The payments system is the heart of the financial services industry, and most people who work in banking are engaged in servicing payments. But this activity commands both low priority and low prestige within the industry. Competition between firms generally promotes innovation and change, but a bank can gain very little competitive advantage by improving its payment systems, since the customer experience is the result more of the efficiency of the system as a whole than of the efficiency of any individual bank. Incentives to speed payments are weak. Incrementally developed over several decades, the internal systems of most banks creak: it is easier, and implies less chance of short-term disruption, to add bits to what already exists than to engage in basic redesign. The interests of the leaders of the industry have been elsewhere, and banks have tended to see new technology as a means of reducing costs rather than as an opportunity to serve consumer needs more effectively. Although the USA is a global centre for financial innovation in wholesale financial markets, it is a laggard in innovation in retail banking, and while Britain scores higher, it does not score much higher. Martin Taylor, former chief executive of Barclays (who resigned in 1998, when he could not stop the rise of the trading culture at the bank), described the state of payment systems in this way: ‘the systems architecture at the typical big bank, especially if it has grown through merger and acquisition, has departed from the Palladian villa envisaged by its original designers and morphed into a gothic house of horrors, full of turrets, broken glass and uneven paving.’6

The phrase ‘too big to fail’ came into wide use in the global financial crisis to describe the dilemma that policymakers faced in resolving the affairs of systemically important financial institutions.3 The phrase provoked the justified rejoinder that ‘too big to fail is too big’. But ‘too big to fail’ misses the key point. Financialisation has led to increases in the size of financial institutions, but the central problem is not size but complexity. Size in banking can enhance stability, at least up to a point. Britain avoided significant bank failures in the twentieth century precisely because its banks were big, in contrast to the collapse of the fragmented US banking industry in 1933. The failure of the UK banking sector in 2008 occurred, and was traumatic, not because the sector had become more concentrated, but because it had become more complex. Lehman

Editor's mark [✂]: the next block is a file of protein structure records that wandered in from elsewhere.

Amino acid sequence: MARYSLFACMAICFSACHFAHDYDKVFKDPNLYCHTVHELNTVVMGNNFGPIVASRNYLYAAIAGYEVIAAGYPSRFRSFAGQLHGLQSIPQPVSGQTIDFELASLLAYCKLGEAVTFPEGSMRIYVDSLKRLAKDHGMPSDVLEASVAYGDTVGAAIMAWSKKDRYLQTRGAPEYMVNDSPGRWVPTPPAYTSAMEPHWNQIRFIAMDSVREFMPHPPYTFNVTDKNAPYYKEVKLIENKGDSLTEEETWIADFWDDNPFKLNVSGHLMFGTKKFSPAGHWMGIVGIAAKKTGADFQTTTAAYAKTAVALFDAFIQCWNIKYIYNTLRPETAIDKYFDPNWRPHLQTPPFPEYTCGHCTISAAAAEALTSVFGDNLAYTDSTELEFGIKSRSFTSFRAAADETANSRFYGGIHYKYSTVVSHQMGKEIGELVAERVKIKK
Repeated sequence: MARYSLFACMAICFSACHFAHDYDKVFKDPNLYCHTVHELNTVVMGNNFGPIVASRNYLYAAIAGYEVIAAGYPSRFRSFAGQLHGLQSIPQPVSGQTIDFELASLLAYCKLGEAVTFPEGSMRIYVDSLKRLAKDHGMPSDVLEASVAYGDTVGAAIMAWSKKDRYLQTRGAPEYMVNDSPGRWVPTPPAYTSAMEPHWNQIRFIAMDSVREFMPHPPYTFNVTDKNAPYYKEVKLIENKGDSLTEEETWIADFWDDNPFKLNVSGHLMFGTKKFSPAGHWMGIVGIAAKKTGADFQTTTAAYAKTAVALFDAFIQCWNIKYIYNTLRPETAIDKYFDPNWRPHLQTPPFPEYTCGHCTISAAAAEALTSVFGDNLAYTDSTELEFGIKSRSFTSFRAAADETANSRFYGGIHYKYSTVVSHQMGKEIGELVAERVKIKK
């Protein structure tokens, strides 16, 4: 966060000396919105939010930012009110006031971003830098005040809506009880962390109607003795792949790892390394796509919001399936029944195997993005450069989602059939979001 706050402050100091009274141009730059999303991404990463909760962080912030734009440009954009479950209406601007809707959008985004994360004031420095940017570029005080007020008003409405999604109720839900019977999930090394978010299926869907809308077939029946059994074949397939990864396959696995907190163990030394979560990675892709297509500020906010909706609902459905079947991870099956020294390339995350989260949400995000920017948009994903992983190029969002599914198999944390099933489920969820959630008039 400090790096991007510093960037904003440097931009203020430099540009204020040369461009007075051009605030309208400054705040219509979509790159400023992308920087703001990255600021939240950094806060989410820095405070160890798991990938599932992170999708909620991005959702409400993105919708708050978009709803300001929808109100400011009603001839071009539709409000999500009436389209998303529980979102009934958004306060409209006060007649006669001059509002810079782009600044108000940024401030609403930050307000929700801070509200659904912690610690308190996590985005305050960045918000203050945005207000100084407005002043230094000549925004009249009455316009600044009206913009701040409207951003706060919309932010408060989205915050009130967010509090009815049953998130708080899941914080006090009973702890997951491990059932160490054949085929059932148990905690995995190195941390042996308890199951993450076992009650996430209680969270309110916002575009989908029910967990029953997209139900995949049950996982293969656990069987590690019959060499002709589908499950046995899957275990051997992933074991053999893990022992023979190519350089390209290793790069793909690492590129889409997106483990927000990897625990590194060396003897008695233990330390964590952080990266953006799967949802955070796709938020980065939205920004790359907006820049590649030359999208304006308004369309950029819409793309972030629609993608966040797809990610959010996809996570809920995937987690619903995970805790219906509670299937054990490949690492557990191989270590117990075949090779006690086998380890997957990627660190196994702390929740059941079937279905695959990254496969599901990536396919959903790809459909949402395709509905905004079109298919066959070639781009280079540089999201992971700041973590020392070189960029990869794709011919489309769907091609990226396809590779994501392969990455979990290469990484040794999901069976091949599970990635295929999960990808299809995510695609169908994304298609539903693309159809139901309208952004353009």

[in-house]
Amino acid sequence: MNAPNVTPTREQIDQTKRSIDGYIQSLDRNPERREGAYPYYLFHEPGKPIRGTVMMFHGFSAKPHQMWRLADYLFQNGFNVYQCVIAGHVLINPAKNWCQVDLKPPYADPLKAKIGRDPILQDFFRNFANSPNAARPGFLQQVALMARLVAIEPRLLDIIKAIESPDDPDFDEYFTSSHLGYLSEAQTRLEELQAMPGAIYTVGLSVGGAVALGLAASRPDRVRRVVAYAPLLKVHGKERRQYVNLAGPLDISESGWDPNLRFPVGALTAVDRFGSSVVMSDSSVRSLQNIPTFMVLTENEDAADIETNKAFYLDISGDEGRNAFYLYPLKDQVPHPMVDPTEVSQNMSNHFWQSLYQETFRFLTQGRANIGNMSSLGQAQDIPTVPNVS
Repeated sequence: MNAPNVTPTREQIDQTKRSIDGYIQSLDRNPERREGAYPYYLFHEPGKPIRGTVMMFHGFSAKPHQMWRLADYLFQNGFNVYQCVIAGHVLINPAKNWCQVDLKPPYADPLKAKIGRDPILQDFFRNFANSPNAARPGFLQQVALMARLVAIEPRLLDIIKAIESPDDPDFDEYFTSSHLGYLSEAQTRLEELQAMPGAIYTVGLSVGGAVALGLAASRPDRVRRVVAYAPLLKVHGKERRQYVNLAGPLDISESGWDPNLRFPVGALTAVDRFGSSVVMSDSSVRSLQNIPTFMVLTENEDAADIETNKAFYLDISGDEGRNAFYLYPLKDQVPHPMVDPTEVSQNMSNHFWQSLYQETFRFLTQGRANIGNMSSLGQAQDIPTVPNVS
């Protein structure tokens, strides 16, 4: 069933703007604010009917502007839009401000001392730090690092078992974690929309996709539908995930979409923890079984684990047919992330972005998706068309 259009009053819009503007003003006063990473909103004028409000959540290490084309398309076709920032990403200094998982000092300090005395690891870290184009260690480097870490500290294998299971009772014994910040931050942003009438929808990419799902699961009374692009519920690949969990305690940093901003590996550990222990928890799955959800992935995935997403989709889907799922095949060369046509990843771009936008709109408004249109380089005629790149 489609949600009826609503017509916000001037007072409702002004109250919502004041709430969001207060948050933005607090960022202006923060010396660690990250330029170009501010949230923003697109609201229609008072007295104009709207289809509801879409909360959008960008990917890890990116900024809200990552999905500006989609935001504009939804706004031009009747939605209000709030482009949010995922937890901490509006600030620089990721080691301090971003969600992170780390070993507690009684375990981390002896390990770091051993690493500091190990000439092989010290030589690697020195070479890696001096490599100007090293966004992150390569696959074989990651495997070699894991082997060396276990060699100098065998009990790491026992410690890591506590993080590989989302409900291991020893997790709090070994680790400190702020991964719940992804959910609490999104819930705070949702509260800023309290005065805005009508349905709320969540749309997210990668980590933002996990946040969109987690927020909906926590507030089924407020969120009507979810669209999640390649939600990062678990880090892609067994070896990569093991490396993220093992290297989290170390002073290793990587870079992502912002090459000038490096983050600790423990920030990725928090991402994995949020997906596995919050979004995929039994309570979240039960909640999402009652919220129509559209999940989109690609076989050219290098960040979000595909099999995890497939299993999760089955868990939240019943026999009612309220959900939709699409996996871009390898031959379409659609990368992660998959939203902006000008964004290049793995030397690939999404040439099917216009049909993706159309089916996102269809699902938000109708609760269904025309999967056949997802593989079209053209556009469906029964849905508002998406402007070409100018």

The use of capital markets by large companies today is mainly driven by tax and regulatory arbitrage, and undertaken by corporate treasurers with other people’s money. Financing

Too big to fail’ takes responsibility for the supervision of credit risks away from market participants and places it more or less exclusively in the hands of regulators: a duty that in this instance (and many others) they were not capable of discharging.

What is it all for? What is the purpose of this activity? And why is it so profitable? Common sense suggests that if a closed circle of people continuously exchange bits of paper with each other, the total value of these bits of paper will not change much, if at all. If some members of that closed circle make extraordinary profits, these profits can only be made at the expense of other members of the same circle. Common sense suggests that this activity leaves the value of the traded assets little changed, and cannot, taken as a whole, make money. What, exactly, is wrong with this common-sense perspective?

Why should I care about posterity? What has posterity ever done for me?           attributed to GROUCHO MARX, but also credited to various eighteenth-century English figures

Yet it is intrinsic to oligarchy that oligarchs are a small minority, a point graphically made in the ‘Occupy Wall Street’ slogan of ‘We are the 99 per cent’. But it is easier to identify what the 99 per cent are against than what they are for, an incoherence typical of the swell of unfocused public anger that followed the global financial crisis: anger with the finance industry and with the political failure to anticipate the crisis or respond effectively to it. Most countries ejected the governments—whether left or right—that had held office during the crisis. But that made no material difference to public policy towards the finance sector. In the absence of any intellectual framework for such policy beyond a call for ‘more regulation’, how could it? Perhaps

Yet perhaps the most surprising source of high fees for corporate advisory work is in the new issue market, since the percentages are not small and the money often comes from the pockets of founders and early shareholders. In the USA, 7 per cent is a standard fee for an IPO (initial public offering), and rarely discounted (European fees are typically lower and more variable).5 But no evidence of a cartel has been produced, and probably none exists—there is simply a strong perception of collective interest in maintaining the status quo. Regulation